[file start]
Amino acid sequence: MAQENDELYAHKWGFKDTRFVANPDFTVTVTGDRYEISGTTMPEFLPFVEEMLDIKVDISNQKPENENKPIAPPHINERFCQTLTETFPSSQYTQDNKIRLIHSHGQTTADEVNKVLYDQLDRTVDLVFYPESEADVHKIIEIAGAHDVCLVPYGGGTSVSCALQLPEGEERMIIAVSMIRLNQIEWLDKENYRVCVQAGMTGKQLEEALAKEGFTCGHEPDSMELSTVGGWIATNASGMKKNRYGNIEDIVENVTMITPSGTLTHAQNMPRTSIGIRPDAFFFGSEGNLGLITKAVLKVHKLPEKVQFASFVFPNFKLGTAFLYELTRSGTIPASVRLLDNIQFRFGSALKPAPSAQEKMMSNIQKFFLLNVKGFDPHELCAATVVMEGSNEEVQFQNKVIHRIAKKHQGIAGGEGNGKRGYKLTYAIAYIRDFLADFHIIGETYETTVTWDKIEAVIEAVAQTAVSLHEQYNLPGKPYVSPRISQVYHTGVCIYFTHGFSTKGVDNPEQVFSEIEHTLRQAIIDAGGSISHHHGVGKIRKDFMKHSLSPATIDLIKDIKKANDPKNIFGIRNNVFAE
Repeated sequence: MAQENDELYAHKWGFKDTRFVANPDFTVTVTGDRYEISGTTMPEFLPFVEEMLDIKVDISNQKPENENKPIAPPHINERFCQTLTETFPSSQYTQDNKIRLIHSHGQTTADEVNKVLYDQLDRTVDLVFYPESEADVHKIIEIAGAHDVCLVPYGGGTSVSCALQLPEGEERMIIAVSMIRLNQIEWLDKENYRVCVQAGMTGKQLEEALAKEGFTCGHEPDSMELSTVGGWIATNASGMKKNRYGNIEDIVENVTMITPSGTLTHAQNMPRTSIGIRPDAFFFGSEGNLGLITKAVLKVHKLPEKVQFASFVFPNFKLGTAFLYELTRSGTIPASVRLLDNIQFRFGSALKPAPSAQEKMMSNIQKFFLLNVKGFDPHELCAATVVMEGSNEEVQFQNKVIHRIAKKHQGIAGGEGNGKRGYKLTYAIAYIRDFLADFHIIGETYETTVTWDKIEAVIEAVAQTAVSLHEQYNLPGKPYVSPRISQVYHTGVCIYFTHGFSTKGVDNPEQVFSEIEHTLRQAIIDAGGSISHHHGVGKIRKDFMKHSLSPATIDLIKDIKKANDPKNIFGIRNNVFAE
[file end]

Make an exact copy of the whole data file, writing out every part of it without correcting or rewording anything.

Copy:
Amino acid sequence: MAQENDELYAHKWGFKDTRFVANPDFTVTVTGDRYEISGTTMPEFLPFVEEMLDIKVDISNQKPENENKPIAPPHINERFCQTLTETFPSSQYTQDNKIRLIHSHGQTTADEVNKVLYDQLDRTVDLVFYPESEADVHKIIEIAGAHDVCLVPYGGGTSVSCALQLPEGEERMIIAVSMIRLNQIEWLDKENYRVCVQAGMTGKQLEEALAKEGFTCGHEPDSMELSTVGGWIATNASGMKKNRYGNIEDIVENVTMITPSGTLTHAQNMPRTSIGIRPDAFFFGSEGNLGLITKAVLKVHKLPEKVQFASFVFPNFKLGTAFLYELTRSGTIPASVRLLDNIQFRFGSALKPAPSAQEKMMSNIQKFFLLNVKGFDPHELCAATVVMEGSNEEVQFQNKVIHRIAKKHQGIAGGEGNGKRGYKLTYAIAYIRDFLADFHIIGETYETTVTWDKIEAVIEAVAQTAVSLHEQYNLPGKPYVSPRISQVYHTGVCIYFTHGFSTKGVDNPEQVFSEIEHTLRQAIIDAGGSISHHHGVGKIRKDFMKHSLSPATIDLIKDIKKANDPKNIFGIRNNVFAE
Repeated sequence: MAQENDELYAHKWGFKDTRFVANPDFTVTVTGDRYEISGTTMPEFLPFVEEMLDIKVDISNQKPENENKPIAPPHINERFCQTLTETFPSSQYTQDNKIRLIHSHGQTTADEVNKVLYDQLDRTVDLVFYPESEADVHKIIEIAGAHDVCLVPYGGGTSVSCALQLPEGEERMIIAVSMIRLNQIEWLDKENYRVCVQAGMTGKQLEEALAKEGFTCGHEPDSMELSTVGGWIATNASGMKKNRYGNIEDIVENVTMITPSGTLTHAQNMPRTSIGIRPDAFFFGSEGNLGLITKAVLKVHKLPEKVQFASFVFPNFKLGTAFLYELTRSGTIPASVRLLDNIQFRFGSALKPAPSAQEKMMSNIQKFFLLNVKGFDPHELCAATVVMEGSNEEVQFQNKVIHRIAKKHQGIAGGEGNGKRGYKLTYAIAYIRDFLADFHIIGETYETTVTWDKIEAVIEAVAQTAVSLHEQYNLPGKPYVSPRISQVYHTGVCIYFTHGFSTKGVDNPEQVFSEIEHTLRQAIIDAGGSISHHHGVGKIRKDFMKHSLSPATIDLIKDIKKANDPKNIFGIRNNVFAE